Mother Water

J A N U A R Y   2 0 2 1

At this time every year in a place beyond roads, far up in the hills near the Laotian border, a shaman calls the people of his village to gather next to a rivulet of water.

The water comes from the rain dripping out of broad-leafed trees and running down their trunks into the ground, reappearing in this fold of land where the villagers have assembled. They know they are guardians of this sacred place, the very top of the watershed.

mother waterThe shaman performs a ritual over the water with prayers and songs joined by the villagers. Children play underfoot, happy that everyone is happy. This day is the annual ritual when the village asks forgiveness of the goddess Mother Water for all the waste the villagers have put in the water during the past year, asking forgiveness too for the pollution that people downstream from them have added as the water made its way to the Gulf of Thailand.

Once forgiveness is asked for, the shaman invokes blessing on the waters, asking that health and well-being be granted to all the growing things and creatures and people who will drink of it on its journey to the sea throughout the coming year.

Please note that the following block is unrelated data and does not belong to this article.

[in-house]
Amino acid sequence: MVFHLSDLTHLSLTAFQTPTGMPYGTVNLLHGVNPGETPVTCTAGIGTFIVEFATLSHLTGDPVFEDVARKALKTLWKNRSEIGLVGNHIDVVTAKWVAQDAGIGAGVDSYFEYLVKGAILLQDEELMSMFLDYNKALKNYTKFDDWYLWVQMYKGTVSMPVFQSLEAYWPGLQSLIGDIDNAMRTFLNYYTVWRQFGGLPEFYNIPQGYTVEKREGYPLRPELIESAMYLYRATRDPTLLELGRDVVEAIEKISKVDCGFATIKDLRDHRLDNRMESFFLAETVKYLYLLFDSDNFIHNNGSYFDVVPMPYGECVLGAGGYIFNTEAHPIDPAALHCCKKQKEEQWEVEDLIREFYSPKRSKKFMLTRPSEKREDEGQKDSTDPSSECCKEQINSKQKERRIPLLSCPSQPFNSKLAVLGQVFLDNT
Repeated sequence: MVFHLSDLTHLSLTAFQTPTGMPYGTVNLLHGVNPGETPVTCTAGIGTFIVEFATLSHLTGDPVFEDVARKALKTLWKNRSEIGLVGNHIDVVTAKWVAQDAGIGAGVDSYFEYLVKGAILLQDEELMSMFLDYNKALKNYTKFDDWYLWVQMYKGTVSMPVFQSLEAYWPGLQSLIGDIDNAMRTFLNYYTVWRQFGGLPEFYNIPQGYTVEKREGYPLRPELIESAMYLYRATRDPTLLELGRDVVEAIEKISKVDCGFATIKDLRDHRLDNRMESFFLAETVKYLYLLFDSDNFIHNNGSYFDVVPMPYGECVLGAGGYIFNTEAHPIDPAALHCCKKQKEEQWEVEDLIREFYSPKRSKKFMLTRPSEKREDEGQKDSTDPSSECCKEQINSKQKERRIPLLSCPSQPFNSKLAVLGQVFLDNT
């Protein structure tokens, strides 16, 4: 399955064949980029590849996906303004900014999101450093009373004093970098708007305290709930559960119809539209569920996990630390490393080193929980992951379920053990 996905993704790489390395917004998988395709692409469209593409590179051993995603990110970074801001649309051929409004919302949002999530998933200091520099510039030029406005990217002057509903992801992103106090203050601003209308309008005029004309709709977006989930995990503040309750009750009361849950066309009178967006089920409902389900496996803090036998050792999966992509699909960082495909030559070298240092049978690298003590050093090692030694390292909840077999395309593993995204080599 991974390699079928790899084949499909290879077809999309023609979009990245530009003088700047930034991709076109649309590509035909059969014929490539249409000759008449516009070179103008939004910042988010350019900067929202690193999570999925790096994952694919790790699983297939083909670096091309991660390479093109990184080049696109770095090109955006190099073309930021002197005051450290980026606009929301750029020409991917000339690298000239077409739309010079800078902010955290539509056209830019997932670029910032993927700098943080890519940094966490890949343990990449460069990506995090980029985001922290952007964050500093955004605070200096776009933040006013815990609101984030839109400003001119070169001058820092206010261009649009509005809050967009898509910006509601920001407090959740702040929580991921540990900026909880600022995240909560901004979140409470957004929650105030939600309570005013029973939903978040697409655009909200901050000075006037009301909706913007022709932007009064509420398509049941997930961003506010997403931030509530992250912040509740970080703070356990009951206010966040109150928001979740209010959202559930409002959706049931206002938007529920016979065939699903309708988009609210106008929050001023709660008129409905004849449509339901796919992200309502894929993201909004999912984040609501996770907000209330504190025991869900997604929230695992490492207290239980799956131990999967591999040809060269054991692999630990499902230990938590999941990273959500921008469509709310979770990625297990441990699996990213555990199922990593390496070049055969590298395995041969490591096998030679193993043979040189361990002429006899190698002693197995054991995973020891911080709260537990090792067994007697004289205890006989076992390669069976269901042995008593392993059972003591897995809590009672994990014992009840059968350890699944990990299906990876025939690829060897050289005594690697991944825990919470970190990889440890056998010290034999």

We who don’t believe in goddesses of the water or other such spirits, we who are content with our scientific views of how reality works, do we not also maintain a remnant of this same ritual at the beginning of the year, despite how worldly-wise we are? After all, we call out to our neighbors “Happy New Year!” and mean it, we wish everyone well, we get extravagant and kiss each other, we take the day off, we set off fireworks, hooray for us! hooray for life!

Like the villagers at the top of the watershed, we believe—at least for a few moments—that we can start life afresh, throw off the habits we’ve accumulated and the old ways of thinking and behaving, and begin again. In particular we know how rough the past year was—2020—plagued with suffering, isolation, loss, limitation, injustice and divisiveness, like pollution cast into the waters, and we ask that it be done with, finished, and forgiven. We don’t ask a goddess, but we do ask.

“Happy New Year!” We sail that wish into the air between us, a generous blessing on the spirit-waters that will flow through the coming seasons. Something kind and resurgent in our nature believes that our wish for happiness and well-being for others will be carried downstream, as if our hearts are the top of the watershed and whatever the current is that carries that blessing will find its way to those who need it most.

Like the shaman and the villagers, may we know that we too are guardians of this sacred place and of each other, and that our prayers (for what is Happy New Year! but a prayer?) our prayers are not trivial sayings but carry something essential for our own hearts and for the sustenance of life everywhere.

Happy New Year!